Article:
Abstract

Abstract 2796

Poster Board II-772

Background:

Risk stratification for patients with AL amyloidosis remains difficult. The Mayo staging system (Dispenzieri et al JCO 2004), based on cardiac biomarkers, is a widely accepted staging method. The Mayo staging cohort was diagnosed over a 21 year period during which the treatment for AL amyloidosis has completely changed. It also does not take into account the underlying clonal disease biology which is emerging as an independent prognostic factor. We propose a new staging for AL amyloidosis incorporating serum free light chains into the Mayo staging system using a much more uniformly treated cohort of patients.

Methods:

212 patients with systemic AL amyloidosis attending the UK National Amyloidosis Centre between Jan 2001 and March 2008 with complete data sets (or stored sampled for retrospective testing) for FLC, NT-ProBNP and cardiac Troponin-T prior to any treatment were identified from the database. Patients with overt symptomatic myeloma were excluded from the analysis.

Results:

Median age was 64 years (range 26-88), male: female ratio was 1.3:1. Median serum creatinine was 149 μmol/L (37-1079), and 24 hour proteinuria 3.9g (<0.1- 20g) with renal involvement being the commonest followed by cardiac. The FLC ratio was abnormal in 180 (85%) patients, with a lambda bias in 136 (64%) cases and a kappa bias in 44 (21%). The concentration of the abnormal class of FLC (iFLC) exceeded 500mg/L in 71 (33%) cases. The median overall survival (OS) of the cohort was 1.8 years with no significant difference in OS for patients with either kappa or lambda as the abnormal component.

The cut-off for NT-ProBNP and troponin-T were based on the Mayo staging system (35 pMol/L and 0.03 ng/ml respectively) and iFLC cut-off was selected as 500 mg/L. The median overall survival for patients with values above and below the cut-off were: troponin-T – 0.4 yrs vs. 4.7 yrs (p<0.0001), NT-ProBNP – 1.2 yrs vs. median not reached (p <0.0001) and FLC – 0.9 yrs vs. 3.2 yrs (p=0.02). All patients with a high troponin-T had high NT-ProBNP. For patients with high troponin-T, serum free light chain level at presentation did not significantly affect OS (0.34 vs. 0.48 yrs). When this group was excluded, serum free light chains further stratified patients with a normal or abnormal NT-ProBNP. For the group with normal NT-ProBNP, the median OS was not reached for patients with iFLC <500 mg/L vs. 3.1 yrs for those with iFLC >500mg/L; those with abnormal NT-ProBNP – median OS was 4.6 yrs vs. 1.2 yrs (p=0.015) respectively for low and high FLC. iFLC >500 mg/L independently predicted for poorer OS in a multivariate model (p =0.016). A new staging system is proposed incorporating iFLC using the above mentioned cut-off values for NT-ProBNP, troponin-T and iFLC: Stage I - normal NT-ProBNP/troponin-T with low iFLC (median OS not reached); Stage II - high NT-ProBNP and low iFLC (median OS 4.6 yrs); Stage III - high iFLC (median OS 2 yrs); and Stage IV - abnormal troponin (median OS 0.4 yrs). At 18 months from diagnosis, 8% of stage I, 25% of stage II, 45% of stage III and 76% of stage IV patients had died. Stage IV patients were more likely to have not completed a full course of treatment (42%) compared to other groups (23% stage, 18% and 24% for the other three stages). 6% and 7% of stage I and II patients underwent an autologous stem cell transplant compared to none in the other stages.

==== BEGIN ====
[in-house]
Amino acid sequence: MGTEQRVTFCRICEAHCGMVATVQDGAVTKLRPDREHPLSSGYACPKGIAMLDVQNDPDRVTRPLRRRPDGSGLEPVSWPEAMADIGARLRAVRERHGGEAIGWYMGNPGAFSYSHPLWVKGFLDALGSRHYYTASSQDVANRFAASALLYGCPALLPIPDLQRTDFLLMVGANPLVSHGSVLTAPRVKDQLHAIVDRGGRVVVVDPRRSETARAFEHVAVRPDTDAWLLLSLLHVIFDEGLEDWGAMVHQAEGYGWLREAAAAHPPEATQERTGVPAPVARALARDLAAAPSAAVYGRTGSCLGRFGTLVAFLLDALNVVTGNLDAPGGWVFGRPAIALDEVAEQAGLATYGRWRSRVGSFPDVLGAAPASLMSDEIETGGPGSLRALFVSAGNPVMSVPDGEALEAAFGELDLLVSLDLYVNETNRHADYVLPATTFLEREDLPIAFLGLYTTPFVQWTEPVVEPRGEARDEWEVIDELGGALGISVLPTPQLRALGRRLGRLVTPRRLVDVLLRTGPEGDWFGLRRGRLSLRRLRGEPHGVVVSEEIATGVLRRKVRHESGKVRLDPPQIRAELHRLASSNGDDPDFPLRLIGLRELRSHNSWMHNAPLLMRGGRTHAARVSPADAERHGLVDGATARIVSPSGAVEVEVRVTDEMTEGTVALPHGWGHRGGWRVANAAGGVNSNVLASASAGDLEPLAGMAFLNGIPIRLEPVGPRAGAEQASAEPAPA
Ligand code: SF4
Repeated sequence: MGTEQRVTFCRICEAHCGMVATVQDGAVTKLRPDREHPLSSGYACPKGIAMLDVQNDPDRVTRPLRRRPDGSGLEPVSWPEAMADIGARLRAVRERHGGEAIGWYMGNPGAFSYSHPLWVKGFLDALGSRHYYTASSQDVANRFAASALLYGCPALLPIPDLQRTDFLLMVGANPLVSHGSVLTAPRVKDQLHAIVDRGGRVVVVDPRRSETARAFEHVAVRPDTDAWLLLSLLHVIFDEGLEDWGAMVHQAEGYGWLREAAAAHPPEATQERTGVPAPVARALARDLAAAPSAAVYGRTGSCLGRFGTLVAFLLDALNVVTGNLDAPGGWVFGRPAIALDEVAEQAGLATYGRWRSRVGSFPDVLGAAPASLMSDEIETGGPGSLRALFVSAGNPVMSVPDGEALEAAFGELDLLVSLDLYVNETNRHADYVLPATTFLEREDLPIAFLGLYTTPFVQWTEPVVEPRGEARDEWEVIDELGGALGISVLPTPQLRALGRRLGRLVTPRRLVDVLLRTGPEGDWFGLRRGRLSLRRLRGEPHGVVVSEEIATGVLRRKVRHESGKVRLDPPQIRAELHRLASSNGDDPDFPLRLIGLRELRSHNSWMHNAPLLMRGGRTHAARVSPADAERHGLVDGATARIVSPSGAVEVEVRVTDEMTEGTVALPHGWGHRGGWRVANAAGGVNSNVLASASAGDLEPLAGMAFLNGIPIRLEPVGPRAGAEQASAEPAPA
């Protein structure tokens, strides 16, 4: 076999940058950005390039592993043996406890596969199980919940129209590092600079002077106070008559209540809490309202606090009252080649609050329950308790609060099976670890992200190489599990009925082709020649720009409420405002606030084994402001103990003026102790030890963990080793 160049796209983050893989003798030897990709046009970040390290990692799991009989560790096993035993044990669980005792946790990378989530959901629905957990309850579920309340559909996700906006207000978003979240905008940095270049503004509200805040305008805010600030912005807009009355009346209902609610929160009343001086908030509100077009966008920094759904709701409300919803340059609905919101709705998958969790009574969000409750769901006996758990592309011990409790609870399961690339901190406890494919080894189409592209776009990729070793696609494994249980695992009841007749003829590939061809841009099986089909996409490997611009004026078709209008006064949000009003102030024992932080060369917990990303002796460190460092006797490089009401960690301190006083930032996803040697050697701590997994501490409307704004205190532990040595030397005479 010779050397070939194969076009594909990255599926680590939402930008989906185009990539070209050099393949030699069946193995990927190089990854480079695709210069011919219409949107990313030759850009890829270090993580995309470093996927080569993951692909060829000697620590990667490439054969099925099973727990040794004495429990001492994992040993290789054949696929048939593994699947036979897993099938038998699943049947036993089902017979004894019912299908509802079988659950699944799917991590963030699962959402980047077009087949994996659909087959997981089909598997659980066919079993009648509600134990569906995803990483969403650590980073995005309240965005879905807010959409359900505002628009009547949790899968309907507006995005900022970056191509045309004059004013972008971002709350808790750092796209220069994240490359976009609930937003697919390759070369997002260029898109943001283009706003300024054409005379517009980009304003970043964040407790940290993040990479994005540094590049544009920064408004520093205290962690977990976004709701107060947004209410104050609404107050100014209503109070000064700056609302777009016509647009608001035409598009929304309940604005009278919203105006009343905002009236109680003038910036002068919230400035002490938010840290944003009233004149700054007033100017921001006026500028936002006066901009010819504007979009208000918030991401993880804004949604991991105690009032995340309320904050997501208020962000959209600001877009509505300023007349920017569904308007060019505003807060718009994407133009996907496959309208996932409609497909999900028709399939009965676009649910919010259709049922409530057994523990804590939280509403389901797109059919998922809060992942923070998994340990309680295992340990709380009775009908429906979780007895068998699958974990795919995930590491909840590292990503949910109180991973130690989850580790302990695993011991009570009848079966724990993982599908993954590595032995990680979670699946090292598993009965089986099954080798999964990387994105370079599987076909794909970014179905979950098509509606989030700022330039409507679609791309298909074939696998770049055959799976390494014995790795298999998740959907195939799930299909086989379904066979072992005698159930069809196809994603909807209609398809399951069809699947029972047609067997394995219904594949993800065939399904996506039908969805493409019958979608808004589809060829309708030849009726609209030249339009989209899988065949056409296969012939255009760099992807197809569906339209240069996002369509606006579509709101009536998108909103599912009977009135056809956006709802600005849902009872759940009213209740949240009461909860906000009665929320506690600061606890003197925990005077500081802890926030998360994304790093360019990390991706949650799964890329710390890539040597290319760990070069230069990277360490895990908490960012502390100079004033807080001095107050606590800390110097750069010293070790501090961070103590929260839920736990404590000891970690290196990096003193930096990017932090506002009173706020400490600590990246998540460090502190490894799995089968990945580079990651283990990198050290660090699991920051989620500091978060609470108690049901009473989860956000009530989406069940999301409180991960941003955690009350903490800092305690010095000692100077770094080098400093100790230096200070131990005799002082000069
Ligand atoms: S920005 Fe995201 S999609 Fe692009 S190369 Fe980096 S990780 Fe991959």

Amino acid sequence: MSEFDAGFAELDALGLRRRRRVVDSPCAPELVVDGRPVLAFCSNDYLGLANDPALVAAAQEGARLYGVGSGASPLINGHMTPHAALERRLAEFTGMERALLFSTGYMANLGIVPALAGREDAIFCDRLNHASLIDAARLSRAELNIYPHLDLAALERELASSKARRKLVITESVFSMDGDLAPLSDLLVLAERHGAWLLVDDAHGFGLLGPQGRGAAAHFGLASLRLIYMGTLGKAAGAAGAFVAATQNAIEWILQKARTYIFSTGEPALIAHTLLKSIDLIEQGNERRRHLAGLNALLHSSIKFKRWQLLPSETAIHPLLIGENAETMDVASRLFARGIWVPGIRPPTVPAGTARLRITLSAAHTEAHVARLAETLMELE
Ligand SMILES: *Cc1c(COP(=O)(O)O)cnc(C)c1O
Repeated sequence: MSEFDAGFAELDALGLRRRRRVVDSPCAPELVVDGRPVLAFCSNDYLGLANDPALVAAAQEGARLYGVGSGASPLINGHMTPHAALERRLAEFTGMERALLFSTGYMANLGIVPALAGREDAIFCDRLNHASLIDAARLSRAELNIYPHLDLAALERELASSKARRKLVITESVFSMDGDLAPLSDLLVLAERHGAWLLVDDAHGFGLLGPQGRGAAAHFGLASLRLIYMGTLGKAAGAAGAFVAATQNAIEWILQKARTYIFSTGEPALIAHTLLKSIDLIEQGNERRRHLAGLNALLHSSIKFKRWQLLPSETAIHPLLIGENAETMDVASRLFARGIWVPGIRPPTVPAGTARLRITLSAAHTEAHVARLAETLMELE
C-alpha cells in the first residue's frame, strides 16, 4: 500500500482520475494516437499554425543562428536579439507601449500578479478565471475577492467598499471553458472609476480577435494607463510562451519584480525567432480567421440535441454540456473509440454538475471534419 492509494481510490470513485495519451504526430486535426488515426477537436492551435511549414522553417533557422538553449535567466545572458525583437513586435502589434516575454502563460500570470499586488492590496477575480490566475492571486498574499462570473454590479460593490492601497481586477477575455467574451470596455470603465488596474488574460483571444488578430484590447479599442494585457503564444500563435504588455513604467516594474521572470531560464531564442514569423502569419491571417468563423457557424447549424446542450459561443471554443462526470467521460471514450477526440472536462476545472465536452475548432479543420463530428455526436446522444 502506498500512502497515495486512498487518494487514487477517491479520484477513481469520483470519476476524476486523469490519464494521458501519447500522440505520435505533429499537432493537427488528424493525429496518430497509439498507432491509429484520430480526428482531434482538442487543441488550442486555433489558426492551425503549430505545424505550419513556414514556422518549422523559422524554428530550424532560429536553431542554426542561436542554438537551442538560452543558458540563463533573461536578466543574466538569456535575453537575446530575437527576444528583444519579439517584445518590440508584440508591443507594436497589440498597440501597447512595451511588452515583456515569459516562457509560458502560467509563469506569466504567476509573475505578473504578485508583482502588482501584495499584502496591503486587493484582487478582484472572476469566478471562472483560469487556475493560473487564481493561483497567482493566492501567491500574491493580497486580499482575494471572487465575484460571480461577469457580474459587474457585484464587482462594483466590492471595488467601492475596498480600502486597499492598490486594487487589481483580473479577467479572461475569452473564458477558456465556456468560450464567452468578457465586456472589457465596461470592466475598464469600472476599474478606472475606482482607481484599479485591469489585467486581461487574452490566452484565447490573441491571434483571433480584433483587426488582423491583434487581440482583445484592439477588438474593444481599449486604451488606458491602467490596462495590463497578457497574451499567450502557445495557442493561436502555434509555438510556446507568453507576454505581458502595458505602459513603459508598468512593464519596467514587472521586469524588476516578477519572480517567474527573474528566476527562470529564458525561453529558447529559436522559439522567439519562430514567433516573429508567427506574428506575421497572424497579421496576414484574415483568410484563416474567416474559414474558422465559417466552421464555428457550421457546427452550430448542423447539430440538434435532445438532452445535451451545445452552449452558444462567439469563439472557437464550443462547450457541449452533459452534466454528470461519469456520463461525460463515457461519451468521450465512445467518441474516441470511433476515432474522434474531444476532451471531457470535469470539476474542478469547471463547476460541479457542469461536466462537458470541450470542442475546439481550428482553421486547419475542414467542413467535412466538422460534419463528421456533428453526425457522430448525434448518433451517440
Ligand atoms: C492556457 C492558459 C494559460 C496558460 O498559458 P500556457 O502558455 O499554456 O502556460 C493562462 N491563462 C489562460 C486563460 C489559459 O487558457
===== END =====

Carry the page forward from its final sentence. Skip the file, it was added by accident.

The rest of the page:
Conclusion:

This new staging system for AL amyloidosis brings clonal markers in the stratification process. Patients with high troponin-T at presentation have a dismal outcome even with recent treatment advances which is unaffected by clonal parameters and need novel rapidly effective approach to treatment. In the other groups, the free light chains at presentation – a surrogate for the clonal burden – are prognostically important. This system offers better stratification of patients over the current system – it upstaged 14% Mayo stage I and 32% stage II patients. Adding the clonal markers may make this useful for addressing new questions in clinical trials. Given the low clonal burden in the good risk stage I patients, is the highest intensity treatment (i.e. ASCT) really needed and could they conceivably achieve the same outcome with less toxic short course treatment? This new staging system needs to be validated in independent patient groups and if validated should be adopted as a new amyloidosis staging system.

Disclosures:

Bradwell:The Binding Site: Equity Ownership.

Author notes

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Asterisk with author names denotes non-ASH members.